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  • Marieke Pieterman, L.Ac.

See how babies with brain cancer are helped by acupuncture...

Updated: Aug 27, 2018

By Marieke A. Pieterman


Pediatric brain cancer patient receiving acupuncture in the Getting to the Point documentary

I just finishing watching this amazing 30-minute documentary called “Getting to the Point: Episode 1: The Children’s Hospital of Orange County (CHOC).” It chronicles the stories of two young boys, Max and Cade, who were diagnosed with brain tumors and received their treatment at the Children’s Hospital of Orange County in Orange, California.


It opens with Max, a young boy who underwent surgery to remove his brain tumor. When he came home, his mother explains that Max “was not able to walk, we couldn’t understand his speech really well and the left side of his body wasn’t working.” Their pediatric neurosurgeon, Dr. William Loudon, MD, Ph.D., recommended that they consider having Max see his wife, who is an acupuncturist at the hospital. Dr. Loudon’s wife is Ruth McCarty, M.S., L.Ac., Clinical Director of Chinese Medicine & Acupuncture at CHOC.


After agreeing to a consult, Ruth met Max and his parents in the pediatric intensive care unit (PICU). Ruth made it clear to the parents that she could not cure Max of the cancer, but could treat for his fatigue, nausea, and pain. For the next eighteen months, Max received acupuncture twice a week, along with intensive physical therapy, speech therapy, and occupational therapy. His mother also instituted dietary changes and supplementation. In her words, Max handled the chemotherapy like “no one had ever seen, not sick once, never went into the ER, never had a blood transfusion, no platelet transfusions, he just really did so well!” Max is able to walk unassisted and can speak more clearly now.


We are then introduced to Cade Spinello, an 11-year-old boy who had been diagnosed with a brain tumor that was pressing on his optic nerve. Soon after the brain surgery, it was discovered that Cade had also suffered a major stroke as a result of the surgery. As a stroke survivor, Cade was unable to move half of his body and could hardly walk. One side of his face was completely paralyzed. Cade could not smile, close his one eye, speak or swallow. Again, their pediatric neurosurgeon, Dr. William Loudon, MD, Ph.D., recommended that the parents consider “something out of the box” and had Cade see Ruth for acupuncture at the hospital.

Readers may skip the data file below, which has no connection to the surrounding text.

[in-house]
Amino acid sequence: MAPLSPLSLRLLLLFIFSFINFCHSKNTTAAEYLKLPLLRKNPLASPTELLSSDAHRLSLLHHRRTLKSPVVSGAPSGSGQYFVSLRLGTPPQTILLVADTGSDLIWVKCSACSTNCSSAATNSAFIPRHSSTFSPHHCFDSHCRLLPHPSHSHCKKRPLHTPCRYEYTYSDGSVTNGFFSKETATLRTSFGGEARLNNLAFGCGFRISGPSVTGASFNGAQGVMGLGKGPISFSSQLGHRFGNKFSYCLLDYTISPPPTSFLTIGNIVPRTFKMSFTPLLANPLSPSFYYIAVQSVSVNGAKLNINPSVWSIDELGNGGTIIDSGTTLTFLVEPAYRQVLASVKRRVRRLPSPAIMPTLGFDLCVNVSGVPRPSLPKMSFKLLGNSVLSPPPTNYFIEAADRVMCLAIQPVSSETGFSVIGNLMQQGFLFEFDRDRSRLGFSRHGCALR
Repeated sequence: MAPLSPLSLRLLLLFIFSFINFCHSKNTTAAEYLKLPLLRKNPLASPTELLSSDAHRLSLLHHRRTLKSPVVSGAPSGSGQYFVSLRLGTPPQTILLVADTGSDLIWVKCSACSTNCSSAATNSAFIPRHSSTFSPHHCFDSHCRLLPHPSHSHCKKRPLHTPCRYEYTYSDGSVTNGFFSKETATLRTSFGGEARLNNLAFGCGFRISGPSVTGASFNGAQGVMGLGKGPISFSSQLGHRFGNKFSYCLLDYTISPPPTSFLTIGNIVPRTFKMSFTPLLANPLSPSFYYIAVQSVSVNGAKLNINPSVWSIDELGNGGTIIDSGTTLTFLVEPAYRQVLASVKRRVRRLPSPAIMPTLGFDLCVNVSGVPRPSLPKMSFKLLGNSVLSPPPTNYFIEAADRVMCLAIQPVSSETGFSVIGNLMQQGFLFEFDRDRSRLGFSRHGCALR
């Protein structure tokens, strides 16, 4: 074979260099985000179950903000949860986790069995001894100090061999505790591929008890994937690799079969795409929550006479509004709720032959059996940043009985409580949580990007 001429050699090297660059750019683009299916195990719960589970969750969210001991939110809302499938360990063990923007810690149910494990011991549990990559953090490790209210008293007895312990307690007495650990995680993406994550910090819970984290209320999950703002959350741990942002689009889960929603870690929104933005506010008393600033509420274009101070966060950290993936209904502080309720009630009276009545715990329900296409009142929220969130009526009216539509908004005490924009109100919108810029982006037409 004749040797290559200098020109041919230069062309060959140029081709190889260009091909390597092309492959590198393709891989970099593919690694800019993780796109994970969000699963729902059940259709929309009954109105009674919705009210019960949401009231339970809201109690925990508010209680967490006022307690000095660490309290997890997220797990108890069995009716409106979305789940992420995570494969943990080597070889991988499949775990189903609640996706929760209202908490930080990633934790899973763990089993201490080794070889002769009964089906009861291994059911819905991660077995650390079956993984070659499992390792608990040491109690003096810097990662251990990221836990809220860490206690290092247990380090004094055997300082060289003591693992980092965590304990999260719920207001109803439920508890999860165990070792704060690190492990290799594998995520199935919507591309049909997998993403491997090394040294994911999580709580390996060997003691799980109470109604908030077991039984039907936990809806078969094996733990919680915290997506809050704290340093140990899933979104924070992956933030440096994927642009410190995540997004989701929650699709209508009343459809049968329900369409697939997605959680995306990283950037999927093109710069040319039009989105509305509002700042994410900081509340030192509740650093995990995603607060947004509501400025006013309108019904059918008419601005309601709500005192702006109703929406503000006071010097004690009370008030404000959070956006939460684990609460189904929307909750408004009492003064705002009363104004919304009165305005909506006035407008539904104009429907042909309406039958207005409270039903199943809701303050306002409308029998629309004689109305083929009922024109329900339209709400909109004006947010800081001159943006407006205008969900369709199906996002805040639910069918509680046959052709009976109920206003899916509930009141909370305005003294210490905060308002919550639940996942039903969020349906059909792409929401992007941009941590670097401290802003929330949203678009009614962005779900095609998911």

When Ruth placed a single acupuncture needle on Cade’s scalp, she proceeded to say, “It was an amazing thing to watch; I watched Cade’s giant spirit kind of sit correctly into his being and his eyes lit up and he started moving his head back and forth and immediately started talking to his mom”. Cade continued to receive acupuncture twice a week for 18 months. Acupuncture helped with Cade’s appetite, nausea, and kept him from being hospitalized for fever after chemotherapy. He now plays baseball, football, is a veracious reader, and just became president of his class.


In the last six months, Cade’s parents had two instances where doctors would meet Cade after looking at his MRI and noted that Cade was not the individual they expected to see after seeing his image—“they were blown away.” His mother goes onto say that “according to his MRI, he should not be able to (smile), it is not possible.”


As the hospital’s only credentialed acupuncturist, Ruth spends most of her day on CHOC’s oncology floor. Most of her consults are written by oncologists to support quality of life of their pediatric patients. At CHOC, if the child’s physician writes a Chinese medicine consult, every child can receive acupuncture treatments free of charge. The program at CHOC is a philanthropic program backed by various donors. Ruth treats anywhere from 5 to 14 children on the oncology floor at CHOC; however, on any given day, she is also performing consults on every floor in the hospital. She treats children who are either post-surgery, or in for chemotherapy or bone marrow transplants. Ruth is able to follow many of these patients after they are discharged from the hospital. At her outpatient clinic, she is able to continue to support the children’s quality of life as they are admitted numerous times to the hospital after receiving an oncology diagnosis. To date, there is no other hospital in the United States where Chinese medicine is so mainstream like it is at CHOC.


May is Brain Cancer Awareness Month, please spend just 30 minutes watching this incredible story of how acupuncture helped these two boys in their recovery process from brain cancer surgery!


Getting to the Point Documentary: Episode 1: The Children’s Hospital of Orange County


https://acunow.org/getting-to-the-point/

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